North Korean Foreign Minister Pak Ui Chun arrives Wednesday for an official visit to Moscow, where he will hold talks with Foreign Minister Sergei Lavrov.
"The Moscow talks will discuss the situation in the Asia-Pacific region. Special attention will be paid to the situation in Northeast Asia, in particular progress in the six-party talks on the nuclear issue on the Korean Peninsula," Russian Foreign Ministry spokesman Andrei Nesterenko said.
The six-nation talks on North Korea's nuclear program, launched in 2003, involve Russia, the United States, North and South Korea, China and Japan.
Under a landmark 2007 agreement, the North pledged to dismantle its plutonium-producing Yongbyon reactor in exchange for fuel aid and other incentives. Deconstruction work began last November.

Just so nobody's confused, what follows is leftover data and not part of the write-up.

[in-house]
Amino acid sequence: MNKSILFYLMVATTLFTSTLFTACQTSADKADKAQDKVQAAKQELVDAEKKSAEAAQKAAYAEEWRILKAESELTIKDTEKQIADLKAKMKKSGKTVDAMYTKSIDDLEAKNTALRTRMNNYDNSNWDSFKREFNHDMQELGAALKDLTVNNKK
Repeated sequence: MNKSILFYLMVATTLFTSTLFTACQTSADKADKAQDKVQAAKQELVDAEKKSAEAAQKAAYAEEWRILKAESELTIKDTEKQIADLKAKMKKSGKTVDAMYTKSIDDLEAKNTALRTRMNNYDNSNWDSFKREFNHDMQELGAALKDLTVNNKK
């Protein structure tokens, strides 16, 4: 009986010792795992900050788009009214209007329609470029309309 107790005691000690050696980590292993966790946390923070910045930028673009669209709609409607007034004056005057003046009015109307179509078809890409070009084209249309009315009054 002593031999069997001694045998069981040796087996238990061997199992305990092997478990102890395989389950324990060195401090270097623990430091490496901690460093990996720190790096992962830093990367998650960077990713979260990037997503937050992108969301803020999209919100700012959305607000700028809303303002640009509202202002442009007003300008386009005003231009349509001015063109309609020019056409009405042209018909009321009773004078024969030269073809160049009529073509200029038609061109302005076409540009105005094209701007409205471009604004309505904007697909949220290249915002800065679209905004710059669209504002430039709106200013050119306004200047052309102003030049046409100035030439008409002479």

In late August, however, Pyongyang announced an immediate halt to work on dismantling the Yongbyon reactor, after accusing the United States of failing on its promise to remove North Korea from its list of state sponsors of terrorism, which keeps the country in financial isolation.
On Saturday, the United States announced it had removed North Korea from the terrorism blacklist, a move seen to bolster the process of moving toward a nuclear-free Korean Peninsula.